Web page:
Visualizing trends in an index

This question asks you to plot the Bitcoin price index (BPI) along with 5-day and 10-day averages. Please execute the code cell below; it will read in a csv file containing the daily closing price from Sep. 1, 2018 to Aug. 31, 2019 (data obtained from Perform the following tasks. You may use any built-in Python functions as well as data strucutres and functions provided by the numpy library.

  • Observe that the closing prices are at a daily interval. We therefore do not need the date information. Clean up the data and only retain the price information. Store the result in a list or a numpy array in floating point format.
  • Recall that a simple moving average is defined as the (unweighted) mean over the previous 𝑁N days.
    Perform a simple moving average of the price index. The number of days 𝑁N to average over should be adjustable. If you are using numpy, you may find the function np.convolve helpful.
  • Plot the raw price index data along with 5-day and 10-day simple moving average. Plot on the same figure in order to help you visually ascertain the effect of the filter.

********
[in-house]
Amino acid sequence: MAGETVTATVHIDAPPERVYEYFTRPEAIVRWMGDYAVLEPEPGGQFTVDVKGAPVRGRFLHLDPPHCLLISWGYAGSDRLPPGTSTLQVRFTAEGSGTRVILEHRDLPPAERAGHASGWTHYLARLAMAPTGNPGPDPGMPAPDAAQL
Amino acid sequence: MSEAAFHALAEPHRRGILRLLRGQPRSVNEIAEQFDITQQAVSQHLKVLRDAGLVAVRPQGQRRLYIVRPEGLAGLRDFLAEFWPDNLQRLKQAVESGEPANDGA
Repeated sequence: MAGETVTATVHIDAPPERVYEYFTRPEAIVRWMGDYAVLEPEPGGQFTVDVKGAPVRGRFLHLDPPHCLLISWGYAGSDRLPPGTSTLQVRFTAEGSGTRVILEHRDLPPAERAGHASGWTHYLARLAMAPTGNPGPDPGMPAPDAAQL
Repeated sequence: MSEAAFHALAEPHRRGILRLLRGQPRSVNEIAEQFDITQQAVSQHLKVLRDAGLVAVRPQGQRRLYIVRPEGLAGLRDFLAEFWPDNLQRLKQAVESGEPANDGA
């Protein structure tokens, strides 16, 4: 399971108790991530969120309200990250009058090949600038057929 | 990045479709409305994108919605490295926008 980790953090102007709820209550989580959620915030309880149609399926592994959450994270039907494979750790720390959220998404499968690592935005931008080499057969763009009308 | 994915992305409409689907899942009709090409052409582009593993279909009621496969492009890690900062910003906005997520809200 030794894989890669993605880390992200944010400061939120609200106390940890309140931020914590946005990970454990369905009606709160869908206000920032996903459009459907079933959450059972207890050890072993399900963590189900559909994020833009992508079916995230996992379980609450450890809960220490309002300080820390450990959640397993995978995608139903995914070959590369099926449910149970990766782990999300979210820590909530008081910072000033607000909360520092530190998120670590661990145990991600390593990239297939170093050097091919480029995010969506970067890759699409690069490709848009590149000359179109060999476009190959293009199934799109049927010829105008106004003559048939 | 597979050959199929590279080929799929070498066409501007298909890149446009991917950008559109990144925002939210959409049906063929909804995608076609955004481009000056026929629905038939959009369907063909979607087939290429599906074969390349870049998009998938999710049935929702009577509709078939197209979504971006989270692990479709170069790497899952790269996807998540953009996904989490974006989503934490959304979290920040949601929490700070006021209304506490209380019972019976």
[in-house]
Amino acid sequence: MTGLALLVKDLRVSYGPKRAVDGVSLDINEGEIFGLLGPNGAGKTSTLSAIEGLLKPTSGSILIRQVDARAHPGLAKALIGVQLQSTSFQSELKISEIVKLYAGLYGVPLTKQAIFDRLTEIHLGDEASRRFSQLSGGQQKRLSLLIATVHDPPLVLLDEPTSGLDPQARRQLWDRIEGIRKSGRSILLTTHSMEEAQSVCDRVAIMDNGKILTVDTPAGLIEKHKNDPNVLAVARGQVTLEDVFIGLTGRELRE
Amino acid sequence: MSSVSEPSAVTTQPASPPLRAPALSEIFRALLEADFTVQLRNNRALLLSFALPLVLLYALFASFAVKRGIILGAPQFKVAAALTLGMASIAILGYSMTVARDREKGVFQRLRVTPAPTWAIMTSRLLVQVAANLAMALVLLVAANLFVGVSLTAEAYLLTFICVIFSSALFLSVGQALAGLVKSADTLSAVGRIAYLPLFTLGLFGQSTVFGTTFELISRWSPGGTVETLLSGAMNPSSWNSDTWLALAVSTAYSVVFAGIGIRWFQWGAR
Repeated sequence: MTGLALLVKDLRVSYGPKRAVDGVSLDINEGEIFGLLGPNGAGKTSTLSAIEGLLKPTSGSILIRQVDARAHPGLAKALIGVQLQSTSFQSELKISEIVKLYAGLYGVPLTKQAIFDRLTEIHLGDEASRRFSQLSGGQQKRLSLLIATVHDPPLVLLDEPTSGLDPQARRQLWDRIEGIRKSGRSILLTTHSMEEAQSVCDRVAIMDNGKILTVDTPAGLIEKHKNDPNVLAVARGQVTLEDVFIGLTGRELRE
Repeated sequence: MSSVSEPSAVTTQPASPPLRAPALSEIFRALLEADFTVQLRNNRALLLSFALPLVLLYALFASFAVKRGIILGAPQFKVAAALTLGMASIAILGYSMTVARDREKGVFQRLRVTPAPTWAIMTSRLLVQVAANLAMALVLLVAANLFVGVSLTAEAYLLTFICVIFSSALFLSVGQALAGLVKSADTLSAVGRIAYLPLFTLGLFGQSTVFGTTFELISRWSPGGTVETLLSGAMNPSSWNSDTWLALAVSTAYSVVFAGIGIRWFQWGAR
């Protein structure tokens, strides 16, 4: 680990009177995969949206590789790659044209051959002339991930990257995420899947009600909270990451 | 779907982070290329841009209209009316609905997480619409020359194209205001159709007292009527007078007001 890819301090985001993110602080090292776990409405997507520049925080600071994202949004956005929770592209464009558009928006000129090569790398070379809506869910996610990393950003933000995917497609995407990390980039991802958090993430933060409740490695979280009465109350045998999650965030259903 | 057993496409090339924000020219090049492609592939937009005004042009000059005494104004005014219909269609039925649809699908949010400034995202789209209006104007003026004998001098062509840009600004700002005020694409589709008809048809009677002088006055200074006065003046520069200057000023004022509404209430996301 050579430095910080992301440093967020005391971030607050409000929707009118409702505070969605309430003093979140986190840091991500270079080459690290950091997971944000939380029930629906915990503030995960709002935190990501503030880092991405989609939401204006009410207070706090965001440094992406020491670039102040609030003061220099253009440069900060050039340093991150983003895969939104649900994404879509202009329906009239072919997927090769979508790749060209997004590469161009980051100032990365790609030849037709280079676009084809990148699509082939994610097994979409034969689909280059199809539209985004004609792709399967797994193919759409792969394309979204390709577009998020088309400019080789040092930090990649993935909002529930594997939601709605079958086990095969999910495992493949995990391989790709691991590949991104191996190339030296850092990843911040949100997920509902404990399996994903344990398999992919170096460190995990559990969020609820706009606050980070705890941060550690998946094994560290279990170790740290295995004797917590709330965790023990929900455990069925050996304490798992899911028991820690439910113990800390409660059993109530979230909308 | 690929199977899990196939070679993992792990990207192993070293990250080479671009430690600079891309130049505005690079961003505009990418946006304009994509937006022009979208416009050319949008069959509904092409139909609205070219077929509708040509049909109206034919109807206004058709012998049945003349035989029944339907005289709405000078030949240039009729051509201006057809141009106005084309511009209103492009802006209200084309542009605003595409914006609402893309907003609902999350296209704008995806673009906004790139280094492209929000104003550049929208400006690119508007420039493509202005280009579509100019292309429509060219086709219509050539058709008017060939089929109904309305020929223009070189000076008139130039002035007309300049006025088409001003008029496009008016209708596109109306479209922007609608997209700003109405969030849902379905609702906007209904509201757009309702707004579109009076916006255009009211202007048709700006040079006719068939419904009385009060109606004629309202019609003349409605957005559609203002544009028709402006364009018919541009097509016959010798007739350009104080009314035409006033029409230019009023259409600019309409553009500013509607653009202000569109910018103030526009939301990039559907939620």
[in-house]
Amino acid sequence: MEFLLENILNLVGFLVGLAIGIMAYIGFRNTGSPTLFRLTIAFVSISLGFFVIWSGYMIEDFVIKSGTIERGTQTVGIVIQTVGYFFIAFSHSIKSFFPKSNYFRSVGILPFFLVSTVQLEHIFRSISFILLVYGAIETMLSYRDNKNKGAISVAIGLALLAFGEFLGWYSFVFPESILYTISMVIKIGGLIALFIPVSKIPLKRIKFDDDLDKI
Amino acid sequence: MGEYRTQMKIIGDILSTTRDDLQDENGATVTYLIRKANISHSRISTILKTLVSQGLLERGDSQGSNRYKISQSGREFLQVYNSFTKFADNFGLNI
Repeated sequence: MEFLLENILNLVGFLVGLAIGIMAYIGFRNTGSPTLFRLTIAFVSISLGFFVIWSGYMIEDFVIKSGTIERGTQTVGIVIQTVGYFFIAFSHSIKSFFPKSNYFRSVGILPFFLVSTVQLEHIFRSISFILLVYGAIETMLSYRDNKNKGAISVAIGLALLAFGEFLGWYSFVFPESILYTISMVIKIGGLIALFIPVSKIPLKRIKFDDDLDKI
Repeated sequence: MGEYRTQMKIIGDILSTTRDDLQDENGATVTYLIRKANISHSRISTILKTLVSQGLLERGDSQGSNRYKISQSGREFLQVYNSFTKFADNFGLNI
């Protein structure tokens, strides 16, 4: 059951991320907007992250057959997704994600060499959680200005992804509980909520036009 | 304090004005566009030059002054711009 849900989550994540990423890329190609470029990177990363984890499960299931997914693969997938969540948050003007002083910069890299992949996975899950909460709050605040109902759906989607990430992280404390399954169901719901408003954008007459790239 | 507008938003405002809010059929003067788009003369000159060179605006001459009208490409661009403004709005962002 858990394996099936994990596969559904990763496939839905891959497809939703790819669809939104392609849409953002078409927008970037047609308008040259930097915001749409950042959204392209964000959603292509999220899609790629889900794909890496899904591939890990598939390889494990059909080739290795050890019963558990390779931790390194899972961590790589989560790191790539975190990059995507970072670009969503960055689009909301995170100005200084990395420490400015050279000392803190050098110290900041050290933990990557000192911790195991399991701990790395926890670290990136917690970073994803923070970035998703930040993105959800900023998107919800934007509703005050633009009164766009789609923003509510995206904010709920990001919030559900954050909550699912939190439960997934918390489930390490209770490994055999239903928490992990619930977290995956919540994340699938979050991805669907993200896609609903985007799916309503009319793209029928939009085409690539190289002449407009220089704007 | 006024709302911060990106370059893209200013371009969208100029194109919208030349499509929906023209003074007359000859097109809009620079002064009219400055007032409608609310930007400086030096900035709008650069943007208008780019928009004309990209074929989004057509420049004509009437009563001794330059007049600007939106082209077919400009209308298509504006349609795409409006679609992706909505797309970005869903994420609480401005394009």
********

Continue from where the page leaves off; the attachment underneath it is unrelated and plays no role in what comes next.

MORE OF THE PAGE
• What is the effect of the moving average filter? In what circumstances would you not want to use a moving average?

2Eight athletes are competing in a 1500 m race. Using numpy , write a vectorized race simulation according to the following criteria:

    • The granularity of the simulation is 1 s, i.e. each iteration in your simulation represents 1 second.
    • During each iteration, each athelete can randomly take 1, 2, 3, or 4 steps. Each step is 1 m long.
    • When the race is complete, return the winner and the winning time. There should not be any ties. If there is a tie, select a winner at random.

Please pay attention to the following:

    • There should only be one loop in your simulation: the loop that advances the simulation by a second.
    • All other operations should be done using vectorized array operations and boolean indexing.
    • The following numpy functions will be helpful:
  1. Run your simulation 10,000 times. For each run, record the winner and the winning time. Produce a bar chart showing the number of times each athelete won. Also display a bar chart showing the average winning time for each athlete.